Marc shares that they are moving away from the original Slider and shifting their focus to Slider Pro.

Back to sales, year to date, at the time of filming, they’re at $60,000 in sales. While that’s not bad, the guys admit that sales were only around $50,000 in the previous year.

Costs of customer acquisition are relatively nonexistent at this point. They are also planning to expand their licensing over the next year by about 20-plus teams in the NCAA alone.

They’re also beginning to branch out into other venues for licensing.

As far as cost goes, the slides retail for $60 and wholesale for $30. Manufacturing is right around $10 per pair.

Lori Greiner likes to work in markets with little competition, so she’s out.

Kevin O’Leary isn’t convinced that Marc or Cheng understands how much customer acquisition will cost them. He ultimately goes out next.

Mark Cuban thinks that the company is having an identity crisis, not knowing if they are in the slides business or the customization business. However, since he doesn’t want to be in the slides business, he goes out as well.

Guest shark Michael Rubin likes the guys and thinks they have an opportunity to do well. Although, he doesn’t think they will do well enough for it to be a good investment for him.

Michael ultimately goes out as well, leaving Barbara Corcoran to speak up. In fact, Barbara is indeed interested and especially loves the customization opportunities.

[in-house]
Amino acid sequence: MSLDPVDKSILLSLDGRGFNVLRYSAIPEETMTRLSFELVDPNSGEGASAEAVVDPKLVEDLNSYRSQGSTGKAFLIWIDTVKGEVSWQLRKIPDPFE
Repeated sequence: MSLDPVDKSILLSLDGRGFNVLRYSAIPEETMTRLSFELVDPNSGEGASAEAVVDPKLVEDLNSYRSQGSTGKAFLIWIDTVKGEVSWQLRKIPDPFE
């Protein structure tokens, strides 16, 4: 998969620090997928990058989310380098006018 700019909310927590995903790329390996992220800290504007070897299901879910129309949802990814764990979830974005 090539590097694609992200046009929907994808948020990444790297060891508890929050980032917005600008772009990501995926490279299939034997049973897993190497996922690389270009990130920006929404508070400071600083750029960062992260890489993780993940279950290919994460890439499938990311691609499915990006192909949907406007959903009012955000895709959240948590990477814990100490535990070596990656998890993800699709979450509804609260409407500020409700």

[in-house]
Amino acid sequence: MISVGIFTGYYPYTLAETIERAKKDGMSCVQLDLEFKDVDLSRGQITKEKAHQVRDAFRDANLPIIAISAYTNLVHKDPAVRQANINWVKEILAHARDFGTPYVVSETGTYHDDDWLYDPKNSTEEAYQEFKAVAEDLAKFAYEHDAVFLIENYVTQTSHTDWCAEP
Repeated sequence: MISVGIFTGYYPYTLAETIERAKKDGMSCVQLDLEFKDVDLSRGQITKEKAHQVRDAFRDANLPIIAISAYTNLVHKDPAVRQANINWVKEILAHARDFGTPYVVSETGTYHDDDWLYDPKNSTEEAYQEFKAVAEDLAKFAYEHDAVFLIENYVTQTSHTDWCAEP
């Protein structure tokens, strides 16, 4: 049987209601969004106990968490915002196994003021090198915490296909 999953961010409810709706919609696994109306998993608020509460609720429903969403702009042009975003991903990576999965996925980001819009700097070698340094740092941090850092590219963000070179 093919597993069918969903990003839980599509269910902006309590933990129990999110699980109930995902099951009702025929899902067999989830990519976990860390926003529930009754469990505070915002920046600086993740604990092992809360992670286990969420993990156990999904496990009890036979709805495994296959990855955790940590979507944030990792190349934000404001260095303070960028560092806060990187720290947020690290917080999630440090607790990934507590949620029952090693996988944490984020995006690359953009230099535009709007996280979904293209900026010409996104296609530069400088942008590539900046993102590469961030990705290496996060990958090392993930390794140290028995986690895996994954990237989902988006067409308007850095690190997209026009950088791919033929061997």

She offers $125,000 for 25% equity. That said, half the $125,000 will be in cash, and the other as a line of credit.

Marc counters Barbara with $350,000 for 25% equity. However, Barbara counters back with $100,000 in cash and $250,000 as a line of credit for 25% equity.

Cheng and Marc quickly accept her offer. Keep reading The Hype Company update to find out what happens next!

Shark Tank The Hype Company Update

We have good news to share in The Hype Company update. After appearing on Shark Tank, the company received a big boost in sales.

A look at The Hype Company’s website reveals that the options for customizing your very own pair of slides are endless. Whether you’re into supporting a professional team or your child’s team or want to make a pair of non-sports-related slides, this company has you covered.

Once the dust settles, we will circle back for a more in-depth The Hype Company update.

In the meantime, you can check out our other company updates from Season 15, Episode 21, by following the links below!

For even more on companies and products, be sure to stop by our Season 15 Products Page before you go!

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Andrew Smith is the founder and owner of Shark Tank Recap. He is a longtime Shark Tank fan that has been watching it for years and has seen every episode multiple times. His friends know him as the Shark Tank expert, because he can answer any question about the show! His favorite Shark Tank products are Bertello's pizza oven and Bug Bite Thing!